Fifty-one experts, who were not members of the scientific committee, were invited to participate as panelists in the Delphi questionnaire, based on their competence in the management of COPD and conforming the expert panel. The scientific committee prepared the list of participants by reviewing the list of Spanish pulmonologists who participate in the SEPAR national congress as chairs in COPD sessions, on the editorial board of the Spanish journal Archivos de Bronconeumologia with COPD articles and by the publications of Spanish members in PubMed related to COPD. Later this list was refined looking for national representativeness by regions. In order to validate the experience of the experts in COPD, all participants were required to answer three questions regarding their clinical and research expertise in COPD: 1) Is COPD your main area of interest?; 2) How long (years) is your experience in COPD patients management?; 3) How many COPD patients approximately do you visit monthly? No approval was required by any ethics committee, since it is a study based on a Delphi process gathering expert opinions without patient participation.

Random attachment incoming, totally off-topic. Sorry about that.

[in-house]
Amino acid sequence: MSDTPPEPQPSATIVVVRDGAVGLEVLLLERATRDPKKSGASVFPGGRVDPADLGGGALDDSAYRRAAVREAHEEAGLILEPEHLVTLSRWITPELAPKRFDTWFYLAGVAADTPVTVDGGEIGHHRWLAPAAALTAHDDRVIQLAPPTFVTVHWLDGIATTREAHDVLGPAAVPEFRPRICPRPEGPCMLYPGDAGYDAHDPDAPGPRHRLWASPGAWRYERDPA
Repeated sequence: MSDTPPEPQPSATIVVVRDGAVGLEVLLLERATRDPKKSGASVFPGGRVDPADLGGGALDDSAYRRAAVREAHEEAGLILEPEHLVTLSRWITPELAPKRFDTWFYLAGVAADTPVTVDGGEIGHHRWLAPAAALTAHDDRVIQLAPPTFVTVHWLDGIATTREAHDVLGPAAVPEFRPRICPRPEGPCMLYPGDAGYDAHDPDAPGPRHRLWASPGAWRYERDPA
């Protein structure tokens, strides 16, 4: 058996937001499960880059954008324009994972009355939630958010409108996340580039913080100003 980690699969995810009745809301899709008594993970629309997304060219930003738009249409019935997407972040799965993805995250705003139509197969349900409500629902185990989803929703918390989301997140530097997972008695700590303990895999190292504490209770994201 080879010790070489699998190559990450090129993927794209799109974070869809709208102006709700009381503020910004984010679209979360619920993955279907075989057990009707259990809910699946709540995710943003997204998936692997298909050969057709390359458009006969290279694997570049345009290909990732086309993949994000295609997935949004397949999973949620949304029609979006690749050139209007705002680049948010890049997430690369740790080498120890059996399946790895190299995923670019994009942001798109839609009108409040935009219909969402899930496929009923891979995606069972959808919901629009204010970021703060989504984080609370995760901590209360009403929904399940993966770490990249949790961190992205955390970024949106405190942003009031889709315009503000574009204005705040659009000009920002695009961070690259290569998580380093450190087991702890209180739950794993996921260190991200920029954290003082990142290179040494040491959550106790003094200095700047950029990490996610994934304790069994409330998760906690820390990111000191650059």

In order to establish the relevant areas regarding the use of triple therapy in patients with stable COPD to be covered with the document, a thematic index (annex) was defined by the scientific committee in a kick-off virtual meeting, held on September 20, 2018. Based on the thematic index, a non-exhaustive systematic review of the literature was performed through Pubmed and an evidence document was generated to synthesize the results from the selected studies. Based on the thematic index and with the help of the evidence document, the scientific committee proposed statements to be included in the Delphi questionnaire, which were agreed and validated through a teleconference based on the scientific committee criteria. The validated questionnaire consisted of 48 statements divided into 10 sections covering the efficacy of FDC triple therapy vs other therapies (efficacy of FDC triple therapy vs LABA/LAMA, efficacy of FDC triple therapy vs LABA/ICS, efficacy of FDC triple therapy vs open triple therapy), safety of FDC triple therapy vs other therapies (general safety of FDC triple therapy, safety of FDC triple therapy vs LABA/LAMA; safety of FDC triple therapy vs LABA/ICS; safety of FDC triple therapy vs open triple therapy); treatment with FDC triple therapy; devices; and costs. The responses regarding the degree of agreement were given using a Likert scale (degrees 1–5, where 1 means completely disagree and 5 completely agree).